Whilst I was a student (in NZ), my richest learning came from the continuity placements. However, they were exhausting on top of full time study, meeting course requirements with DEM days and juggling a family as a single mum.
To gain the full advantage of continuity, anything less than 15 weeks sees fragmented care, as you either haven't seen the woman antenatally or don't get to attend her discharge visit. But it's exhausting. So I ended up taking one weekend a month off.
I love continuity, however now work in a hospital and enjoy working in partnership modelling with the same ideals.
I think it's a hard road educating the student, while preventing burnout.

Interesting blog post Sarah!

Sarah Stewart said...

I agree, anonymous, I take my hat off to student midwives these days - I don't know how they do it. One thing I think we should lobby for is that students receive some sort of funding so that the financial pressures they face are lifted while they meet their clinical requirements.

Claire said...

Really interesting to read about student midwifery in Australia as opposed to the UK. I'm currently going through the application process to begin studying midwifery in the UK. One of the girls on the StudentMidwife.net forum posted a link to a slideshow you put online about midwifery and social media and from there I found your twitter and then this blog! Its very difficult to get into midwifery here in Scotland at the moment, only 80 uni places this year over the 3 remaining universities than run the course! x

Sarah Stewart said...

Wow! That's a very small number, Claire, and will only increase midwifery shortages in the long run. Good luck with getting a place...let me know how you get on :)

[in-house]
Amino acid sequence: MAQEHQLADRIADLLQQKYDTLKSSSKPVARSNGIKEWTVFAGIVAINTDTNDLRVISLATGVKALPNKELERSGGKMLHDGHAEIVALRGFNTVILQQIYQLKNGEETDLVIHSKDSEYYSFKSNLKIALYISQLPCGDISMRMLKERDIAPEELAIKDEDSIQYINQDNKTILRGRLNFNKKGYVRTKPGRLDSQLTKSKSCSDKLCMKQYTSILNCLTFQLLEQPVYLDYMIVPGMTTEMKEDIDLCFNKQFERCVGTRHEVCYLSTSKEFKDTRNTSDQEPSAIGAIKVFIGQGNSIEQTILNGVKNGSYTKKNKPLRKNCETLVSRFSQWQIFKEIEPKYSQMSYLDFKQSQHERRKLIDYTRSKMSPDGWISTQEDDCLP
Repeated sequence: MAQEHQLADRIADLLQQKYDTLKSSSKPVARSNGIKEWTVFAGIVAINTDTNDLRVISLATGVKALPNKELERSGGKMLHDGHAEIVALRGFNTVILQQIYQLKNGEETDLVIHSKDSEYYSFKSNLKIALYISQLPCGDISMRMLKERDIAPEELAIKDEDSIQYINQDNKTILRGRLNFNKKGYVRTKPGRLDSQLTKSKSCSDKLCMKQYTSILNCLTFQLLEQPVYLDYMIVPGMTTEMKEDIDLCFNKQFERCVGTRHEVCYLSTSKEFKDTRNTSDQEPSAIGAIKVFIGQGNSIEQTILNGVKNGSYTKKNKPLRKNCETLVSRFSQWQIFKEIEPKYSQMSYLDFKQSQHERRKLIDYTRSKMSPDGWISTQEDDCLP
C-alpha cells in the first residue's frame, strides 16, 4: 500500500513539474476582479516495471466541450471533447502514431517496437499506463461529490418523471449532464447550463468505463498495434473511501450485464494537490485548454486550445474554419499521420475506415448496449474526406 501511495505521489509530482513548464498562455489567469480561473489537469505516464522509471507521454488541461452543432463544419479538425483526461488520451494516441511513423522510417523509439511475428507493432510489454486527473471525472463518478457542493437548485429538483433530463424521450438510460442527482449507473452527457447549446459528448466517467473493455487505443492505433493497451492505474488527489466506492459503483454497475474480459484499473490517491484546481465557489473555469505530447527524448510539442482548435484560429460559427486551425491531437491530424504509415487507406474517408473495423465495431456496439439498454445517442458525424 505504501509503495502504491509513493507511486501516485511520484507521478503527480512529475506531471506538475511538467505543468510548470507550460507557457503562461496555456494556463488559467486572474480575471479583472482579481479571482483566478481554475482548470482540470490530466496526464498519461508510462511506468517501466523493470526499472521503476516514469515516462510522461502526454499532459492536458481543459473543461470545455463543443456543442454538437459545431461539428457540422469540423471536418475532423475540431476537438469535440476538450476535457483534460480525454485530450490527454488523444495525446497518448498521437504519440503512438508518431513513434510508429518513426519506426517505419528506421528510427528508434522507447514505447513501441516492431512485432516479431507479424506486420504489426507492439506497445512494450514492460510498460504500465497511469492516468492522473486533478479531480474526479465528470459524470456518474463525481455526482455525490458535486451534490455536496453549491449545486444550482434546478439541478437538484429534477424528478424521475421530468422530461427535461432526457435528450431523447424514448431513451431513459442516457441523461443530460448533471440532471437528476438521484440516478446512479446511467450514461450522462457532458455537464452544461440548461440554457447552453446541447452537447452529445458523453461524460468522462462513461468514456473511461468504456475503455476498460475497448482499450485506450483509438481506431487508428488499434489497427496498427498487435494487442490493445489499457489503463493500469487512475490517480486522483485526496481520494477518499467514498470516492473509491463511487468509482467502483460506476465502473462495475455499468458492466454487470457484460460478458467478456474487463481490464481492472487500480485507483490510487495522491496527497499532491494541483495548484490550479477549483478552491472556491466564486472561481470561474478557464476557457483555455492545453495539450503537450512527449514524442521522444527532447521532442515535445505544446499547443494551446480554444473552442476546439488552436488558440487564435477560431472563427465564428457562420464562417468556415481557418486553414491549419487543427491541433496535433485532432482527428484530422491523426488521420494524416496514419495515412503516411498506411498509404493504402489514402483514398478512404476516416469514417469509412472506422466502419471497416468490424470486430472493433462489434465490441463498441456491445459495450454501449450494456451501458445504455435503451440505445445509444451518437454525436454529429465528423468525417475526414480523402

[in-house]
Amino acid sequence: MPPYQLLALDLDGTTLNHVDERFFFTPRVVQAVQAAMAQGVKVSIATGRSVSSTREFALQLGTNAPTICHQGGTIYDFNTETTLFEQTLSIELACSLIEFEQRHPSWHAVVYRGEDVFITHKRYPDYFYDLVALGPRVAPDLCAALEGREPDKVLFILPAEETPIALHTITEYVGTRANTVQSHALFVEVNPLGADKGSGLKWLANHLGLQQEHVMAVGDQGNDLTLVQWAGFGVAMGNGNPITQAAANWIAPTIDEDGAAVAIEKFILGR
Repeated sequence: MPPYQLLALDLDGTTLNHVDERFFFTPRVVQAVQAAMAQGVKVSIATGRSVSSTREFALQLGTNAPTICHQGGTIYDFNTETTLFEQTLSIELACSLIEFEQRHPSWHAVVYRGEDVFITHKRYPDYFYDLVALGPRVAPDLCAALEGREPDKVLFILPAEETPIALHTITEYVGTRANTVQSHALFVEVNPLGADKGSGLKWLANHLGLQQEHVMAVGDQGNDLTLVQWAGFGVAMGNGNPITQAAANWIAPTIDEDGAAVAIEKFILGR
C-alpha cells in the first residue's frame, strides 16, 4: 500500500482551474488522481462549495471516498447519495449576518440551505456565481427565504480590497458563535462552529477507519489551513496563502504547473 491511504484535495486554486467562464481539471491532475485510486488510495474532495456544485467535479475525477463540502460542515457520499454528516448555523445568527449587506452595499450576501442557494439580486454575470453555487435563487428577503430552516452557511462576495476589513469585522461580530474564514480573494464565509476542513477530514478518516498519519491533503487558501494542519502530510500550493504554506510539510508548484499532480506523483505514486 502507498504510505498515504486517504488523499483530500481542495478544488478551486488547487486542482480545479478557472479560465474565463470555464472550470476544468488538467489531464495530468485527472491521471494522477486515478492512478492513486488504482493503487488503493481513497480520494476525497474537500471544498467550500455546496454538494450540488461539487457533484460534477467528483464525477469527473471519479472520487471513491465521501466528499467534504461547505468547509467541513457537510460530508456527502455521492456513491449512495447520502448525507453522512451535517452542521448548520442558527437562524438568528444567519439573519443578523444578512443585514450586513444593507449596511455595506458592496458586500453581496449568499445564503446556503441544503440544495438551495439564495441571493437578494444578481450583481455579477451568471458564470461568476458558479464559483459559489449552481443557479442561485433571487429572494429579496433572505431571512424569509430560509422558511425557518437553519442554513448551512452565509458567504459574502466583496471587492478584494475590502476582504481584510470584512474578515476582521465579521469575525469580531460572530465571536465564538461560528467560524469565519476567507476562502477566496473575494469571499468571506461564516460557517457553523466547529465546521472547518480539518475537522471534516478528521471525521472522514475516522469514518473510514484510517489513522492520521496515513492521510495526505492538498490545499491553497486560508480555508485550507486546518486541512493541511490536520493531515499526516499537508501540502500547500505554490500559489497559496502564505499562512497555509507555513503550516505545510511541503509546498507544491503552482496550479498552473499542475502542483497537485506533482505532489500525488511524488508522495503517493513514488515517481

Claire said...

Thanks :) I've just sat and hopefully passed entry tests and will find out within the next two weeks if I have an interview. I will do! Love reading your blog by the way!

Rhiannon said...


I have just begun my bachelor of nursing/midwifery this year and am really worried about the new requirements. I had a friend who completed the course two years ago who didn't need to follow as many women (I can't remember what the exact number was, but it was less than 20). She found it difficult enough then, having to occasionally leave her part-time job mid-shift to attend a labour (didn't make the bosses very happy at all).

I agree with the idea of it but I think the sheer number is going to pose a problem when my cohort is trying to graduate at the end of 2016. At my university we don't even begin our first midwifery subject until the second half of the first year, so essentially we have 3.5 years to get in these requirements. On top of that, I still need to complete all the weeks of clinical placement in nursing, with a total of 52 weeks of placement for both degrees combined. I know that the single bachelor of midwifery is starting to appear, but its not nearly as common and accessible as the nursing/midwifery combined degrees.

While I'm still very excited and feel very privileged to be doing this course, I worry a little for the future and how I'm going to support myself financially and meet the requirements. Anyway that's just my two cents worth on the matter.

Sarah Stewart said...

Hi Rhiannon, sorry its taken so long to respond to your comment. The reality is that the dual degrees pack 6 years into 4 years which is why they are so hard going. My advice, speaking as an educator and not as an ACM member of staff) is that if you want to be a midwife, to do a midwifery degree. Good luck with your studies...you'll get there in the end and it will be worth it!

Unknown said...

Wow, like Claire said, It's really interesting to hear about how you train midwives in Australia. We don't do continuity placements like that, but are just put with a mentor in each clinical practice. It sounds really interesting (and hard.) I just started my training this year and am amazed I even got in. My uni only has 37 places and around a 1000 applicants.